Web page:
A new law to regulate marriage and divorce among the Muslim community would be brought, if all forms of divorce including triple talaq are struck down, the government today told the Supreme Court.
The Centre, which also sought that the issues of polygamy and ‘nikah halala’ should not be excluded from the ongoing deliberations, got an assurance from the apex court that these aspects were open and would be dealt with later.
The government termed all the three forms of divorce among the Muslim community – talaq-e-biddat, talaq hasan and talaq ahsan, as “unilateral” and “extra-judicial”.
The apex court bench said the government has to first pass the test of “essentiality” and prove that ‘triple talaq’ is not an essential part of Islam, as this will amount to “tinkering” with religion.
A five-judge constitution bench headed by Chief Justice J S Khehar said “we are not only the guardian of the Constitution but also the guardian of minority rights” and will have to see if triple talaq formed a fundamental part of religion and pass the test of “essentiality” under Article 25.
The bench, also comprising Justices Kurian Joseph, R F Nariman, U U Lalit and Abdul Nazeer, asked if the court struck down all forms of talaq, then what options would a Muslim man be left with to come out of a marriage.
“The government will not leave the people high and dry once the instant form of divorce (triple talaq) or all forms of talaq are struck down. We will come out with a law to regulate the marriage and divorce among Muslim community,” the Attorney General Mukul Rohatgi, appearing for Centre, said.
He said the issues of Muslim marriage and divorce were separated from religion in Shariat Act of 1937 itself and have been codified as personal law under Section 2 of the Act.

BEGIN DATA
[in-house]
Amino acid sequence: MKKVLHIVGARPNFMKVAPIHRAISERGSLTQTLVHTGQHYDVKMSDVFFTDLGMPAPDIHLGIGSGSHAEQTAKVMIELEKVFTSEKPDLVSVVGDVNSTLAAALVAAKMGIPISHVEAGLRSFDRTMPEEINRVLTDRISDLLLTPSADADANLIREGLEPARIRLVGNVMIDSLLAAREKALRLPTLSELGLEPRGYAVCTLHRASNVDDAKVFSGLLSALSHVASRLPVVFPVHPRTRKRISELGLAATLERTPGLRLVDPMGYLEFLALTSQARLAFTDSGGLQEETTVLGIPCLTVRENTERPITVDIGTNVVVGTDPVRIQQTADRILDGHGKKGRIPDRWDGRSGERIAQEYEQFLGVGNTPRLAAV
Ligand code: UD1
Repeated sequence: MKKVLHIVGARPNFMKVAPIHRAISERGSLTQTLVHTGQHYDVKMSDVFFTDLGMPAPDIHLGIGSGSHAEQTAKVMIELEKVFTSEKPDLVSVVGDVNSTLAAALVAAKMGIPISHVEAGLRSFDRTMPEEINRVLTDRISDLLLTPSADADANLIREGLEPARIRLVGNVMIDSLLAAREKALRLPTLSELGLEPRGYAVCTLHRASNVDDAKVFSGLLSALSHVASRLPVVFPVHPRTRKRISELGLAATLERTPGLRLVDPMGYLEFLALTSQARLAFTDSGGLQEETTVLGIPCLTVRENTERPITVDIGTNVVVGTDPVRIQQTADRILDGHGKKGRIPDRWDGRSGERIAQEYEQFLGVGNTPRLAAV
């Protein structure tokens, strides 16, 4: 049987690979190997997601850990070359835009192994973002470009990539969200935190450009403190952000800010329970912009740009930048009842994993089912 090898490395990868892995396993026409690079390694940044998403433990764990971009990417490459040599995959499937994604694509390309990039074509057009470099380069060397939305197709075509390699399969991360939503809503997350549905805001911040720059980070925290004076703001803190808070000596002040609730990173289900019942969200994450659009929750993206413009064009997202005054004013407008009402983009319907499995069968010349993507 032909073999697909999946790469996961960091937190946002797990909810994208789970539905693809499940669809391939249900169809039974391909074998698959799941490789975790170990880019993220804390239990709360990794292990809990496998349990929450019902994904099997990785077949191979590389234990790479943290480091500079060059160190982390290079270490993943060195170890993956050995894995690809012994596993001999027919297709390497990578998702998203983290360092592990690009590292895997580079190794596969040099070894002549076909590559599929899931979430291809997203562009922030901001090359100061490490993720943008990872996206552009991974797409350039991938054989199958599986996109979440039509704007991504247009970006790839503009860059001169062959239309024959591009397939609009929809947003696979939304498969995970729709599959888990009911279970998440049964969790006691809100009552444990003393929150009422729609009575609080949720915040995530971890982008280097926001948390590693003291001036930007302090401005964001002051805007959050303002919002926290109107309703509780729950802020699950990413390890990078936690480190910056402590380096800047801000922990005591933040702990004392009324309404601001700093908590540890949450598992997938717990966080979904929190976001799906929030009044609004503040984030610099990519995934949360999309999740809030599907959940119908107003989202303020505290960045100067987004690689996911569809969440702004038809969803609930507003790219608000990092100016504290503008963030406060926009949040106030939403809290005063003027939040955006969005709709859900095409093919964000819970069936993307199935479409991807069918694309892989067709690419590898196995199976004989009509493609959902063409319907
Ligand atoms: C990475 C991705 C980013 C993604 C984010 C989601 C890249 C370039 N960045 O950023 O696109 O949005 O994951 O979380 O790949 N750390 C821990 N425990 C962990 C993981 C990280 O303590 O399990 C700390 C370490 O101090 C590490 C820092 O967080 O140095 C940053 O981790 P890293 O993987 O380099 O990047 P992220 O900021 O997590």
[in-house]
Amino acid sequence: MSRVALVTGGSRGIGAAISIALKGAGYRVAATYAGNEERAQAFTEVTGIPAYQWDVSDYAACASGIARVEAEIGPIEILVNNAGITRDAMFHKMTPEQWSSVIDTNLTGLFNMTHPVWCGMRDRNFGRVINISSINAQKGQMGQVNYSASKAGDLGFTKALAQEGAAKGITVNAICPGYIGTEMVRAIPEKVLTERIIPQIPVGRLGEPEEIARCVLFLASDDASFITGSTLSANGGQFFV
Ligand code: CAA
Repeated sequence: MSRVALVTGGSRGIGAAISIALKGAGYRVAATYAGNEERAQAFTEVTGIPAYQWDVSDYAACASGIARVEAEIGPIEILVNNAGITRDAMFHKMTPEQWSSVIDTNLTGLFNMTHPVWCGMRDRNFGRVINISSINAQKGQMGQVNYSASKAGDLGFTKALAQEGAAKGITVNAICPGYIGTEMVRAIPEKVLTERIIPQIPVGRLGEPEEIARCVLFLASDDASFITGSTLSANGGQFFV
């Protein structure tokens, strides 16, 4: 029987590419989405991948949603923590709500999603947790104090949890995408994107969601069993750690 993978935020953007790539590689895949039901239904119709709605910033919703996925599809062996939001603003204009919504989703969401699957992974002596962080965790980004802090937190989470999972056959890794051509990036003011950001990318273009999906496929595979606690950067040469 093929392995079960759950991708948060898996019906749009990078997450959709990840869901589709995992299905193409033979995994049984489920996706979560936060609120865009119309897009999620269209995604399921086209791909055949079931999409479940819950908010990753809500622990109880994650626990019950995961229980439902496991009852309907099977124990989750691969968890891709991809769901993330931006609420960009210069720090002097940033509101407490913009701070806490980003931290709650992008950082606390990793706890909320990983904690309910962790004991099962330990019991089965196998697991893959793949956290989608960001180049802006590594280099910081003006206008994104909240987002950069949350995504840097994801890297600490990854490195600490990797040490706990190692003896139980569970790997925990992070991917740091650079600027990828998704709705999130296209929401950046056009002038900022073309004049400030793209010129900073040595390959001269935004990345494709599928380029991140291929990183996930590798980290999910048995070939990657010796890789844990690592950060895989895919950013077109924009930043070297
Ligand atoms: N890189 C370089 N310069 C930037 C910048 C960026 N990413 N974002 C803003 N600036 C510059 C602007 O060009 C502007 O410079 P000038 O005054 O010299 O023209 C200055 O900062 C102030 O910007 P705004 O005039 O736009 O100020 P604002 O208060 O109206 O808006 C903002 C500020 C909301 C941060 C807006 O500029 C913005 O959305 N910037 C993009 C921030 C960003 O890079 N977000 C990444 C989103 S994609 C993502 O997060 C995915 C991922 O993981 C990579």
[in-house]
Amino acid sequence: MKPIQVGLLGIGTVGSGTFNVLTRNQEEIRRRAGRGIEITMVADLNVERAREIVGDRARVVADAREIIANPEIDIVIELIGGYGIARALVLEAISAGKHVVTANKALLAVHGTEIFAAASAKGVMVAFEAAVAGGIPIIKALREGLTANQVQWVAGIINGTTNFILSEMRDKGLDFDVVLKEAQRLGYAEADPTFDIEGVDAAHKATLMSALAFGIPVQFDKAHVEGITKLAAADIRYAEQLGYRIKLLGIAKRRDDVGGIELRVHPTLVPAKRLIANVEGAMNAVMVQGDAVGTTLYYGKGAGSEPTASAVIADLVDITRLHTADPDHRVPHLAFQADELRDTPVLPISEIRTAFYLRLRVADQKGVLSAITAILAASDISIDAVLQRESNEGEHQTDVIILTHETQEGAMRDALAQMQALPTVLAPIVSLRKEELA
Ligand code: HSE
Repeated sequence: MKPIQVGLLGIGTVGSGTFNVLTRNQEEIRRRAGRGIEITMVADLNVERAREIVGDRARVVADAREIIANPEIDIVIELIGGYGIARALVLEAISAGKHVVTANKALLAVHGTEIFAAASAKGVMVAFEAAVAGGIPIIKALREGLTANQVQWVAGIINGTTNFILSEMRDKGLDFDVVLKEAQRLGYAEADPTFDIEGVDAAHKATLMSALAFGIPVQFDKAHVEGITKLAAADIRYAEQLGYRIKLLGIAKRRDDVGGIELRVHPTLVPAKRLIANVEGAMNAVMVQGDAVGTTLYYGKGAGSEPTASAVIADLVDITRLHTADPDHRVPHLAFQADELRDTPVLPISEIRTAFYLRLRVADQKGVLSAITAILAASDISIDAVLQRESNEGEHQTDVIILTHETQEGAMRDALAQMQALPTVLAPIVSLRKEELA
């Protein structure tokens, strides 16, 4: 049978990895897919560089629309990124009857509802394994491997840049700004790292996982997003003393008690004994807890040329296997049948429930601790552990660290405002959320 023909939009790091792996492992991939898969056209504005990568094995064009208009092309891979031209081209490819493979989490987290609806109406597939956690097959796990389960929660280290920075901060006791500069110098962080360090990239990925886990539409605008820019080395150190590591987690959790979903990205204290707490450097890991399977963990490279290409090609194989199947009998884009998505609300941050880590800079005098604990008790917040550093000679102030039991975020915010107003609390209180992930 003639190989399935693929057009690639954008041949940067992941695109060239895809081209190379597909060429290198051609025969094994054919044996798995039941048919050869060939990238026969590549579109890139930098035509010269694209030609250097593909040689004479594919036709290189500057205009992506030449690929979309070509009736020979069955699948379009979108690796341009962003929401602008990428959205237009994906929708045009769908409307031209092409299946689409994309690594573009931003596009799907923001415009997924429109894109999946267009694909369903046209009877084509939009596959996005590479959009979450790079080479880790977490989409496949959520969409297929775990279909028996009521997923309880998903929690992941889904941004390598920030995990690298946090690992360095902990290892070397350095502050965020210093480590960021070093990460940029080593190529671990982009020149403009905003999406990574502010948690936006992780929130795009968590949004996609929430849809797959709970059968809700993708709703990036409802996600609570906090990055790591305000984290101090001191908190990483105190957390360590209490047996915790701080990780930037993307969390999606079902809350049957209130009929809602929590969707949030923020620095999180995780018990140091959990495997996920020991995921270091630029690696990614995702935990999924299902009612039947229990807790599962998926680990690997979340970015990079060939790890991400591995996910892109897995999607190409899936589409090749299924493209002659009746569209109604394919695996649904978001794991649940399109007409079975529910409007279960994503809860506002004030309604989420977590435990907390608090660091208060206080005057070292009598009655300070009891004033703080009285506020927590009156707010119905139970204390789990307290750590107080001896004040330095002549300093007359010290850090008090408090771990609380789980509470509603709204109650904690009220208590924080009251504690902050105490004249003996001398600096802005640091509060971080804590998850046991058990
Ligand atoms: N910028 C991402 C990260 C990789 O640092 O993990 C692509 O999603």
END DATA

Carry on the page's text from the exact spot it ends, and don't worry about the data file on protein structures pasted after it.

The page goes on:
The apex court has to test them on the touch-stone of the fundamental rights of gender equality, justice, dignity, gender discrimination and human rights under constitutional provisions, including Articles 14, 15, 21 and 51A.
“All personal laws must be in confirmity with the Constitution. Rights of marriage, divorce, property and succession has to be treated in the same class and has to be in conformity with the Constitution,” Rohatgi said.
The Attorney General also said what kind of religious practices are essential to a particular religion or faith was difficult to define for the court. But once such practices of marriage and divorce are separated from religion, there cannot be any immunity under Article 25 (freedom to practice any religion).
He said if the practice of talaq was out of Article 25, then it has to be constitutionally moral, which means it has to be secular and non-discriminatory.
“One half of a community in the country has to suffer inequality from their male counterpart. What may be permissible for society may not be constitutionally moral,” he said.
To this, the bench observed if the government wanted social welfare and reforms, why can’t it bring laws to correct the wrong.
“Yes, we can bring law. There is no law for past 60 years. It has not been done. But the court should first strike down these practices which are not in confirmity with the Constitution,” he said.
Rohatgi said when half the population of a particular community is not empowered, no equal opportunity is given, they are devoid of gender equality, then it does not pass the test of constitutional morality.
He said even if triple talaq is considered as an essential part of religion and falls under Article 25, the practice still has to be constitutionally moral.
“Even if talaq is considered under Article 25, it has to be related to the fundamental rights and should abide by the principles of gender equality, non-discrimination and justice,” the AG said.